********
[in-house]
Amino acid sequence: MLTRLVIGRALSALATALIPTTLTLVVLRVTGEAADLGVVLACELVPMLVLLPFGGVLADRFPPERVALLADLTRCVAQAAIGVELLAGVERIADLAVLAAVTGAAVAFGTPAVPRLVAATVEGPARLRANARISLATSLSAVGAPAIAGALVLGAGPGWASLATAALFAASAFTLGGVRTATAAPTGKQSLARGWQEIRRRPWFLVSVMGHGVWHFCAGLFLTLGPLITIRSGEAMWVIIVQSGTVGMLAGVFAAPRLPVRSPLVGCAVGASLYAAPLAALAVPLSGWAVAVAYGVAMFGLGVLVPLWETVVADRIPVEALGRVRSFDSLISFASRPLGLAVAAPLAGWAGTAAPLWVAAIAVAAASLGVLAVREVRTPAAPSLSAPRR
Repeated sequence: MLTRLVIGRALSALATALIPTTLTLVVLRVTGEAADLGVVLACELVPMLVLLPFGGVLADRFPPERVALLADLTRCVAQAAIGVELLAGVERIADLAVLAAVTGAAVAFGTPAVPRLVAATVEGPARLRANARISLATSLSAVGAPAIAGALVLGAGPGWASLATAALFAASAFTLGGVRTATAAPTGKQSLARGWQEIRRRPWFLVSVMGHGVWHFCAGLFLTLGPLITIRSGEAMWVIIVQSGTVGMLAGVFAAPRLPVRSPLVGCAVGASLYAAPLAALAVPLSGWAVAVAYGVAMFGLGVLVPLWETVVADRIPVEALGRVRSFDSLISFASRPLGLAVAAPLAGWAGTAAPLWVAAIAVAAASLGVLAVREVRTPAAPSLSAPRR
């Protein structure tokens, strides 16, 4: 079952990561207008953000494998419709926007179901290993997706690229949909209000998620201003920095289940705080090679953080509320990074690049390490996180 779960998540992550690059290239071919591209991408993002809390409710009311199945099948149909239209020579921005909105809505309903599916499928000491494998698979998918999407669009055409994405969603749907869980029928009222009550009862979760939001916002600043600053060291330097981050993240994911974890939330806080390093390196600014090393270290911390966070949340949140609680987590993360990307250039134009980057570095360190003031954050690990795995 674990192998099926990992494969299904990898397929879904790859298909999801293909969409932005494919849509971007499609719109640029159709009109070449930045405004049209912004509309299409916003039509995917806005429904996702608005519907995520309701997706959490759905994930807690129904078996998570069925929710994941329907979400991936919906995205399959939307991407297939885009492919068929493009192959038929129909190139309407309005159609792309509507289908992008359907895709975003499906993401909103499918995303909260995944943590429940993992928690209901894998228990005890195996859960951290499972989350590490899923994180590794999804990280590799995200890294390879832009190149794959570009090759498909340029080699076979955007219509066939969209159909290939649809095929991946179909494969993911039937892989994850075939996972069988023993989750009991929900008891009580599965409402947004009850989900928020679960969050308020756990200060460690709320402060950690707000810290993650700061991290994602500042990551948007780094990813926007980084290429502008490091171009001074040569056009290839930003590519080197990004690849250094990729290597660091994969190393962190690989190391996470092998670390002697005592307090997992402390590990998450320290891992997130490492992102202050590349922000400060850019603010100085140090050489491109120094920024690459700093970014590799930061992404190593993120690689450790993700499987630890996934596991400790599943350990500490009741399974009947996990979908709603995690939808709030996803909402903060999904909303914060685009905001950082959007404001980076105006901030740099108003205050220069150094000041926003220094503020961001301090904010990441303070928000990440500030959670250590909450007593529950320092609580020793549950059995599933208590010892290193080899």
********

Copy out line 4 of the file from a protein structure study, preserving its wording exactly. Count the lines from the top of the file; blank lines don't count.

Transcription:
């Protein structure tokens, strides 16, 4: 079952990561207008953000494998419709926007179901290993997706690229949909209000998620201003920095289940705080090679953080509320990074690049390490996180 779960998540992550690059290239071919591209991408993002809390409710009311199945099948149909239209020579921005909105809505309903599916499928000491494998698979998918999407669009055409994405969603749907869980029928009222009550009862979760939001916002600043600053060291330097981050993240994911974890939330806080390093390196600014090393270290911390966070949340949140609680987590993360990307250039134009980057570095360190003031954050690990795995 674990192998099926990992494969299904990898397929879904790859298909999801293909969409932005494919849509971007499609719109640029159709009109070449930045405004049209912004509309299409916003039509995917806005429904996702608005519907995520309701997706959490759905994930807690129904078996998570069925929710994941329907979400991936919906995205399959939307991407297939885009492919068929493009192959038929129909190139309407309005159609792309509507289908992008359907895709975003499906993401909103499918995303909260995944943590429940993992928690209901894998228990005890195996859960951290499972989350590490899923994180590794999804990280590799995200890294390879832009190149794959570009090759498909340029080699076979955007219509066939969209159909290939649809095929991946179909494969993911039937892989994850075939996972069988023993989750009991929900008891009580599965409402947004009850989900928020679960969050308020756990200060460690709320402060950690707000810290993650700061991290994602500042990551948007780094990813926007980084290429502008490091171009001074040569056009290839930003590519080197990004690849250094990729290597660091994969190393962190690989190391996470092998670390002697005592307090997992402390590990998450320290891992997130490492992102202050590349922000400060850019603010100085140090050489491109120094920024690459700093970014590799930061992404190593993120690689450790993700499987630890996934596991400790599943350990500490009741399974009947996990979908709603995690939808709030996803909402903060999904909303914060685009905001950082959007404001980076105006901030740099108003205050220069150094000041926003220094503020961001301090904010990441303070928000990440500030959670250590909450007593529950320092609580020793549950059995599933208590010892290193080899």